Here, everyone’s working so hard to care for their families and keep their heads above water that, if they wasted time on the petty dramas, scandals and personal grudges that seem to define small towns in our nation’s imagination, they would not survive. That’s not to say there’s no drama, scandal, or grudge—just that those things are usually more than residents of Cold Creek can afford to care about.

Until it happened.

The husk of an abandoned, turn-of-the-century one-room schoolhouse sits three miles outside of town, taken by fire. The roof is caved in and what’s left of the walls are charred. It sits next to an apple orchard that’s slowly being reclaimed by the nature that surrounds it: young overgrowth, new trees, wildflowers.

There’s almost something romantic about it, something that feels like respite from the rest of the world. It’s the perfect place to be alone with your thoughts. At least it was, before.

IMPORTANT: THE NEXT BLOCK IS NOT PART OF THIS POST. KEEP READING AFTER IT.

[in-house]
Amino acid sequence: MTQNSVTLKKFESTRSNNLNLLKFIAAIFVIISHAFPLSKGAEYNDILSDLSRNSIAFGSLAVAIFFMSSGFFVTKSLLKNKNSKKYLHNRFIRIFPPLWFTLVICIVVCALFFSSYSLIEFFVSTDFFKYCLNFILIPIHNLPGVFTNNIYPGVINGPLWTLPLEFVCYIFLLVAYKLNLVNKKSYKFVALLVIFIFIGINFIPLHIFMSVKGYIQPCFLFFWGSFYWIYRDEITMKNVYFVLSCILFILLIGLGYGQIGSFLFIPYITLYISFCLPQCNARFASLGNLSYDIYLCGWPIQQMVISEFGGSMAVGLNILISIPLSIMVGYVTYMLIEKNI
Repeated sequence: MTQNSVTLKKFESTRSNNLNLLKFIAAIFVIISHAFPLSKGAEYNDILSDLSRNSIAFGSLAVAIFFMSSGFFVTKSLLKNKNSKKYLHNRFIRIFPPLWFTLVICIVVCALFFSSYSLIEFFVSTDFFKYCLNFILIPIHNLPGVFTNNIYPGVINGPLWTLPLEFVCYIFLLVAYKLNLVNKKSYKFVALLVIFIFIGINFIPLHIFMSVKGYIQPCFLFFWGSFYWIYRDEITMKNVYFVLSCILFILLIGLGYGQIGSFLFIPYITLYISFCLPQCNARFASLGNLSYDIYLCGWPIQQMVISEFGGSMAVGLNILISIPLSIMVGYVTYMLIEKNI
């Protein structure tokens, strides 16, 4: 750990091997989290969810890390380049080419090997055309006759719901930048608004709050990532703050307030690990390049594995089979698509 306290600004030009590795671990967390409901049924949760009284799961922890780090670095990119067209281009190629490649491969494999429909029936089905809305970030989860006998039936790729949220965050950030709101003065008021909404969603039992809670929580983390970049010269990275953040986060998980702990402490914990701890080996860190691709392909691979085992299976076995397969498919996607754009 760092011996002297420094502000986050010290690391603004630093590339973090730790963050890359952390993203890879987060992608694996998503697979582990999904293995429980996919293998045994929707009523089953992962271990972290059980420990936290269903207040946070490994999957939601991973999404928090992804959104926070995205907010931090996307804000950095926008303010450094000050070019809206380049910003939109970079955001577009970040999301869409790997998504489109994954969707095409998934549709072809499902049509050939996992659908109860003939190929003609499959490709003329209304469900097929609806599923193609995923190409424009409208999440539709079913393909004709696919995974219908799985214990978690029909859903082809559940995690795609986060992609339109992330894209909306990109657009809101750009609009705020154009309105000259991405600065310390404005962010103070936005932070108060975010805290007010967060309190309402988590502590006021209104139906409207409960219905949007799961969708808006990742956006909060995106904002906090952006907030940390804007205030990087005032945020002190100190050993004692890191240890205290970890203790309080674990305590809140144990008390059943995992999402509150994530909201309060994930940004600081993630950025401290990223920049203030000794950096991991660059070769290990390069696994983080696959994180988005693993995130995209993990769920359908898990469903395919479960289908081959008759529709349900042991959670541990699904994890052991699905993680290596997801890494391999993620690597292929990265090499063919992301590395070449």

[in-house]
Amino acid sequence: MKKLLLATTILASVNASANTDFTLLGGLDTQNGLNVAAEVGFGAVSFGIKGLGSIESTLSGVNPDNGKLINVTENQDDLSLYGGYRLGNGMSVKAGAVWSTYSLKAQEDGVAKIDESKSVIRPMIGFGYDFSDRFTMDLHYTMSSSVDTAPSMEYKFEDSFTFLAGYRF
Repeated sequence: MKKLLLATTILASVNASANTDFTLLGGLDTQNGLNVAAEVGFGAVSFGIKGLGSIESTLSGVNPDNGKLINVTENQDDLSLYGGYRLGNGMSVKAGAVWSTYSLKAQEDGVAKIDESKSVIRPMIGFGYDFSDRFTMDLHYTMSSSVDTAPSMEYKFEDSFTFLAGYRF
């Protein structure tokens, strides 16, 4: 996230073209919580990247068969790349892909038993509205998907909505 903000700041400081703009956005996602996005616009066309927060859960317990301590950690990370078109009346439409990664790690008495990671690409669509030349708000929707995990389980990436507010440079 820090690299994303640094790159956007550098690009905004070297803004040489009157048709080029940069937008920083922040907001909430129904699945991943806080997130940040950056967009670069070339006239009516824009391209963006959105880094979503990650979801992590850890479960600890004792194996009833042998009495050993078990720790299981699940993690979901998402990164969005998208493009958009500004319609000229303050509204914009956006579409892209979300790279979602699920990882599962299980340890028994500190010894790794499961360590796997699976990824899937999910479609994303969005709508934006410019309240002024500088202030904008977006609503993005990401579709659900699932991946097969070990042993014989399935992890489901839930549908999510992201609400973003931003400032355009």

May Beth Foster—who you’ll come to know as this series goes on—took me there herself. I asked to see it. She’s a plump, white, sixty-eight-year-old woman with salt-and-pepper hair. She has a grandmotherly way about her, right down to a voice that’s so invitingly familiar it warms you from the inside out. May Beth is manager of Sparkling River Estates trailer park, a lifelong resident of Cold Creek, and when she talks, people listen. More often than not, they accept whatever she says as the truth.

MAY BETH FOSTER:

Just about . . . here.

This is where they found the body.

911 DISPATCHER [PHONE]:

911 dispatch. What’s your emergency?

Are you excited to read Sadie? Let me know in the comments!


Thank you so much for reading,
I’ll see you in my next post ♡